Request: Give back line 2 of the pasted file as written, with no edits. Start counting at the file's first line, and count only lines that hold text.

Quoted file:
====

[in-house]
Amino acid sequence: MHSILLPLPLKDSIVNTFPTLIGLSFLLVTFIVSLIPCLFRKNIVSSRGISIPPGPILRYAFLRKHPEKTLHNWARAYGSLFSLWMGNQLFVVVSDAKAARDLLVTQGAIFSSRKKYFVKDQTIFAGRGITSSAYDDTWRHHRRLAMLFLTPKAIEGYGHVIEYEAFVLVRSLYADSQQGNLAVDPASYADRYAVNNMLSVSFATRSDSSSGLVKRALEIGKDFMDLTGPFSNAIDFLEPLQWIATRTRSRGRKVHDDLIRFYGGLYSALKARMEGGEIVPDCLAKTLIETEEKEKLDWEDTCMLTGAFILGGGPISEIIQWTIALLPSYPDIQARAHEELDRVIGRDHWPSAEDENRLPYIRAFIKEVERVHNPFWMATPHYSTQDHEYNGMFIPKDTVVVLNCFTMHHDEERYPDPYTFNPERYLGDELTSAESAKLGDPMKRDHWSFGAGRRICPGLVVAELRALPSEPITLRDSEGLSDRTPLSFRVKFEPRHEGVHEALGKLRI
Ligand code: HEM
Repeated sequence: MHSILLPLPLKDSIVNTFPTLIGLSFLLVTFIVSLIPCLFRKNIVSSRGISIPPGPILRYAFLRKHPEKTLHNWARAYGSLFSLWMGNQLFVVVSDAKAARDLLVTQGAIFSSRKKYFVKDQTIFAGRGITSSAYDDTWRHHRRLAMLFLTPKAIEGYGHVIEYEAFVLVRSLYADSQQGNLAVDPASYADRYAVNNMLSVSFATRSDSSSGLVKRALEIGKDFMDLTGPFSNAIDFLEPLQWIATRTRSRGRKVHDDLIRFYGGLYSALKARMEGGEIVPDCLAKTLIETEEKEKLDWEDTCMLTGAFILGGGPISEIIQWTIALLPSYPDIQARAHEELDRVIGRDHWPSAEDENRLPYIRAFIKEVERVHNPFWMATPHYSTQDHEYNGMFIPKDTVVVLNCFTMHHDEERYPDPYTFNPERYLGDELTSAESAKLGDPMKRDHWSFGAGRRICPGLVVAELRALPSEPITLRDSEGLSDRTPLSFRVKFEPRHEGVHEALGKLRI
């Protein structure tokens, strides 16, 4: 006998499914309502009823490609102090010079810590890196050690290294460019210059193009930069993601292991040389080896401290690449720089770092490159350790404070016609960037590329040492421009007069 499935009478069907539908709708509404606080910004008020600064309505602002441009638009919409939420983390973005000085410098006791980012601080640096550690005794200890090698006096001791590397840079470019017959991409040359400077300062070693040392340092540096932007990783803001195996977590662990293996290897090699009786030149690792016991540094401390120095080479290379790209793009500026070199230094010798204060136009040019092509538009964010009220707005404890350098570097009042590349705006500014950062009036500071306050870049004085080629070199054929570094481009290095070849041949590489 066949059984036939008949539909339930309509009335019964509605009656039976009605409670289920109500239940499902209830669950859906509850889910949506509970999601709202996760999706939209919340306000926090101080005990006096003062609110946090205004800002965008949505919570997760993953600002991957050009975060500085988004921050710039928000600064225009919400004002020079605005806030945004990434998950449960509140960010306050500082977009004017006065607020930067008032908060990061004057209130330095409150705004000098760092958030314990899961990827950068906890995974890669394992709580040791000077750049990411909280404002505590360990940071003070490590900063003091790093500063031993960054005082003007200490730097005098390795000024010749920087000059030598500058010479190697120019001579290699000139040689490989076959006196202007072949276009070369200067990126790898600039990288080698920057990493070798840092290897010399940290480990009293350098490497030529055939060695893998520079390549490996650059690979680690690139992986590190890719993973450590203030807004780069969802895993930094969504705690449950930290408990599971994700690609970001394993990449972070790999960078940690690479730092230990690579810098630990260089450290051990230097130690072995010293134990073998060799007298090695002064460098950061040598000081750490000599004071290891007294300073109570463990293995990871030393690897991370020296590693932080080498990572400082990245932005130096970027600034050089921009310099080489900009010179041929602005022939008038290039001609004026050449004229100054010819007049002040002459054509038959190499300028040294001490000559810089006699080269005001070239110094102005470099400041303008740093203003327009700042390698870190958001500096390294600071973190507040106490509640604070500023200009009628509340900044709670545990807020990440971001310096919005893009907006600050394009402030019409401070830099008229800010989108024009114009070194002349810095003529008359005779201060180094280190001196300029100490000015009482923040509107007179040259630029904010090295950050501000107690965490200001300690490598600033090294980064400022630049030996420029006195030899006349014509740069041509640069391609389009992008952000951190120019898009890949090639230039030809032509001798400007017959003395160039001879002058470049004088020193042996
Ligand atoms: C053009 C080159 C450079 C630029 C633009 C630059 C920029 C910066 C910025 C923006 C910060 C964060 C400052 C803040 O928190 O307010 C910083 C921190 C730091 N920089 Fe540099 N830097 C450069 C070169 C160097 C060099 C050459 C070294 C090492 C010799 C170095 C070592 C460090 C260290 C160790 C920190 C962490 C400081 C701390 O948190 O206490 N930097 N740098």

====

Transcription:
Amino acid sequence: MHSILLPLPLKDSIVNTFPTLIGLSFLLVTFIVSLIPCLFRKNIVSSRGISIPPGPILRYAFLRKHPEKTLHNWARAYGSLFSLWMGNQLFVVVSDAKAARDLLVTQGAIFSSRKKYFVKDQTIFAGRGITSSAYDDTWRHHRRLAMLFLTPKAIEGYGHVIEYEAFVLVRSLYADSQQGNLAVDPASYADRYAVNNMLSVSFATRSDSSSGLVKRALEIGKDFMDLTGPFSNAIDFLEPLQWIATRTRSRGRKVHDDLIRFYGGLYSALKARMEGGEIVPDCLAKTLIETEEKEKLDWEDTCMLTGAFILGGGPISEIIQWTIALLPSYPDIQARAHEELDRVIGRDHWPSAEDENRLPYIRAFIKEVERVHNPFWMATPHYSTQDHEYNGMFIPKDTVVVLNCFTMHHDEERYPDPYTFNPERYLGDELTSAESAKLGDPMKRDHWSFGAGRRICPGLVVAELRALPSEPITLRDSEGLSDRTPLSFRVKFEPRHEGVHEALGKLRI